James Wallace, Director of Wymark Insurance Brokers, explains consequential loss and the impact it can have on your business.


You are planning to carry out a treatment at a food manufacturing plant. The plant is closed on the weekend which is ideal, as having the plant closed ensures the safety of its employees and allows you to go about your business unhindered. After the treatment on Saturday, you depart leaving the security guard to lock up.

On Tuesday morning you get a call from the owner of the food manufacturing plant, and you can tell from the tone of their voice it is not good news. The owner goes on to explain that due to contamination the plant must be shut down. It appears that some grains used for baking were left uncovered during the spray treatment and were exposed to the insecticide. The pest manager is asked to supply all paperwork related to the job – which had not yet been sent.

Initially it seemed that the issue was relatively minor. However, the plant was shut down until further notice by the government department. All stock on hand needed to be destroyed and a recall was issued for all food products that left the plant on the Monday and Tuesday. The consequential loss suffered by the manufacturer quickly adds up. The food manufacturing plant lodges a claim with the Industrial Special Risk (ISR) insurer and product recall insurer; both claims are paid. The plant is back up and running in a few weeks and damaged stock that was destroyed and lost revenue were all covered by the plant’s own insurance. What a fantastic result – the problem was resolved, and the pest manager did not have to make a claim on their insurance.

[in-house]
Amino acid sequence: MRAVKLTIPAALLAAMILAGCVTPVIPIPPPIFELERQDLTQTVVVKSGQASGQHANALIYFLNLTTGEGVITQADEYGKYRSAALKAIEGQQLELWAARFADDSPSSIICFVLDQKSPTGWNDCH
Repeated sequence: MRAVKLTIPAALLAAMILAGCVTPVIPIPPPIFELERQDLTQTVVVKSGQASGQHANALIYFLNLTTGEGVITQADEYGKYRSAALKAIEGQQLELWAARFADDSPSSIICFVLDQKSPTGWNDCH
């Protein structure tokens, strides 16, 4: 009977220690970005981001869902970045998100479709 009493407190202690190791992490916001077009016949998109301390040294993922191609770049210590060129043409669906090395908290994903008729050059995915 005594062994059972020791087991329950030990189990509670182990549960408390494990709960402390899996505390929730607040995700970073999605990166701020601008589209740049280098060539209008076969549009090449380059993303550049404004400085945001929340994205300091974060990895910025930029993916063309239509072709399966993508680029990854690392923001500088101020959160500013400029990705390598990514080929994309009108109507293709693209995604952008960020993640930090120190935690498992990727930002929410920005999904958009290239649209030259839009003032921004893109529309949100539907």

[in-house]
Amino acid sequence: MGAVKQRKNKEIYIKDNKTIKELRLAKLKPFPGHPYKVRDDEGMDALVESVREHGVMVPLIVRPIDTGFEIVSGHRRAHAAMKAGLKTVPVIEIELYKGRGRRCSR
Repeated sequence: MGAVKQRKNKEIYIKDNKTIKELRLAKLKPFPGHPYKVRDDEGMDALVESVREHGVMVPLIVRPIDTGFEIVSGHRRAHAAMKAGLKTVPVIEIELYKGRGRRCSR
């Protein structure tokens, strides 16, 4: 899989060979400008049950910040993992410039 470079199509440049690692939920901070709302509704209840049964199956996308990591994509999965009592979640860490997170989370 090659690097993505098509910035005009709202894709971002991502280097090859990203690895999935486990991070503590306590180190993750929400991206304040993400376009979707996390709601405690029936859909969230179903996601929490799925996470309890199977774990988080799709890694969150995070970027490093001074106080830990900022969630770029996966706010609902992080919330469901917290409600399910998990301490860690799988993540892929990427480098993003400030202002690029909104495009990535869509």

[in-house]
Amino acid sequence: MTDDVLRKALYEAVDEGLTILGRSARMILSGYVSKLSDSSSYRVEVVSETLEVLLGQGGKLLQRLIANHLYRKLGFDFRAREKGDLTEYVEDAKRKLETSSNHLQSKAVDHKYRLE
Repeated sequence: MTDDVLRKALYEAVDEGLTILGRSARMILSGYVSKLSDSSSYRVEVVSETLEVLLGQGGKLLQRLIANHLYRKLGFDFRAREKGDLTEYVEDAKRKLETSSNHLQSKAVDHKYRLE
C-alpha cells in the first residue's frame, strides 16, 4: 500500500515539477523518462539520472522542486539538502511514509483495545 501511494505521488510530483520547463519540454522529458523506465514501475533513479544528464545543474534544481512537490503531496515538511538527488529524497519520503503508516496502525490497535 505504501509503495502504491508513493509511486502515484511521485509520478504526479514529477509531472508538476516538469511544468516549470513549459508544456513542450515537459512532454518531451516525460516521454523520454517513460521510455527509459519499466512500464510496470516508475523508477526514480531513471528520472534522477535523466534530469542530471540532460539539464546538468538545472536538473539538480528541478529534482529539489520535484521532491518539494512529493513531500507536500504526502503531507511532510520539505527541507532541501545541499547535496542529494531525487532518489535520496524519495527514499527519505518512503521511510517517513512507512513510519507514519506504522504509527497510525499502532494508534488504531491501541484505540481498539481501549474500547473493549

Some 12 months have passed, and the pest manager has forgotten all about the incident at the food manufacturing plant. The contract hadn’t been renewed and a competitor was now servicing the account. Then one afternoon there is an email from a solicitor representing the food manufacturing plant’s ISR insurer demanding the sums paid out in full with additional incurred costs as well. This is shortly followed up by a similar email from the product recall insurer.

So what’s the story? Well, often insurers will meet their contractual obligations and pay out the claims of their clients – in this case, the consequential loss suffered by the food manufacturing plant. Once the nal settlement has been made the insurer can look to recover these costs if another party is at fault. In this case, the exposed grains were a risk that should have been spotted by the pest manager during a pre-spray risk assessment. The actions of the pest manager were deemed the cause of the shutdown and therefore the pest manager became the target in recovering these costs.

Claims like this can easily run into the hundreds of thousands, if not millions to cover loss of stock, loss of revenue, product recall and legal fees. There are also contractual and reputational damages to consider. If you are undertaking work in commercial premises, consider the sums you are currently insured for. Recovery from insurers can take years before you are even notified.


James Wallace, Director, Wymark Insurance Brokers